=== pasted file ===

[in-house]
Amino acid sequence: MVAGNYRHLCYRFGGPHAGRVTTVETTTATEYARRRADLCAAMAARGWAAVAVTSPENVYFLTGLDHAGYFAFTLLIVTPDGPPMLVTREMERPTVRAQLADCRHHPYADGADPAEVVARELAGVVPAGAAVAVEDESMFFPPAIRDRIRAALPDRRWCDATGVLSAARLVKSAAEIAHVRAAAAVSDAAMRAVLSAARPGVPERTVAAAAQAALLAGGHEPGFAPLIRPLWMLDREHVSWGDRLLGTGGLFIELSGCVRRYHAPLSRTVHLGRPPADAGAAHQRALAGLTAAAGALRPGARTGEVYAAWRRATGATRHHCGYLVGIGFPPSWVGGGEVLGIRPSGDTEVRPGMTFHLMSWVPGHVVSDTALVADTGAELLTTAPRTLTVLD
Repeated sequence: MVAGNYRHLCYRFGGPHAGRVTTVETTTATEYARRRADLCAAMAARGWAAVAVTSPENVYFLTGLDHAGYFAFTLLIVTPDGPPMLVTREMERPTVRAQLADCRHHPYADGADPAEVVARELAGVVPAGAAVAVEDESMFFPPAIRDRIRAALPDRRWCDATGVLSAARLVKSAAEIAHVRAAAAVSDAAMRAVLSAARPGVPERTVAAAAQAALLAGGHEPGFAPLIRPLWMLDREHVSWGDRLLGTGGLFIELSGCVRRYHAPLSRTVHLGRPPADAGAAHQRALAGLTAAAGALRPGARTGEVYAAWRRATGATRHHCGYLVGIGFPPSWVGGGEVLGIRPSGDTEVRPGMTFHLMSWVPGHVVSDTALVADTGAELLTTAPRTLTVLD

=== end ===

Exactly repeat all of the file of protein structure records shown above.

[in-house]
Amino acid sequence: MVAGNYRHLCYRFGGPHAGRVTTVETTTATEYARRRADLCAAMAARGWAAVAVTSPENVYFLTGLDHAGYFAFTLLIVTPDGPPMLVTREMERPTVRAQLADCRHHPYADGADPAEVVARELAGVVPAGAAVAVEDESMFFPPAIRDRIRAALPDRRWCDATGVLSAARLVKSAAEIAHVRAAAAVSDAAMRAVLSAARPGVPERTVAAAAQAALLAGGHEPGFAPLIRPLWMLDREHVSWGDRLLGTGGLFIELSGCVRRYHAPLSRTVHLGRPPADAGAAHQRALAGLTAAAGALRPGARTGEVYAAWRRATGATRHHCGYLVGIGFPPSWVGGGEVLGIRPSGDTEVRPGMTFHLMSWVPGHVVSDTALVADTGAELLTTAPRTLTVLD
Repeated sequence: MVAGNYRHLCYRFGGPHAGRVTTVETTTATEYARRRADLCAAMAARGWAAVAVTSPENVYFLTGLDHAGYFAFTLLIVTPDGPPMLVTREMERPTVRAQLADCRHHPYADGADPAEVVARELAGVVPAGAAVAVEDESMFFPPAIRDRIRAALPDRRWCDATGVLSAARLVKSAAEIAHVRAAAAVSDAAMRAVLSAARPGVPERTVAAAAQAALLAGGHEPGFAPLIRPLWMLDREHVSWGDRLLGTGGLFIELSGCVRRYHAPLSRTVHLGRPPADAGAAHQRALAGLTAAAGALRPGARTGEVYAAWRRATGATRHHCGYLVGIGFPPSWVGGGEVLGIRPSGDTEVRPGMTFHLMSWVPGHVVSDTALVADTGAELLTTAPRTLTVLD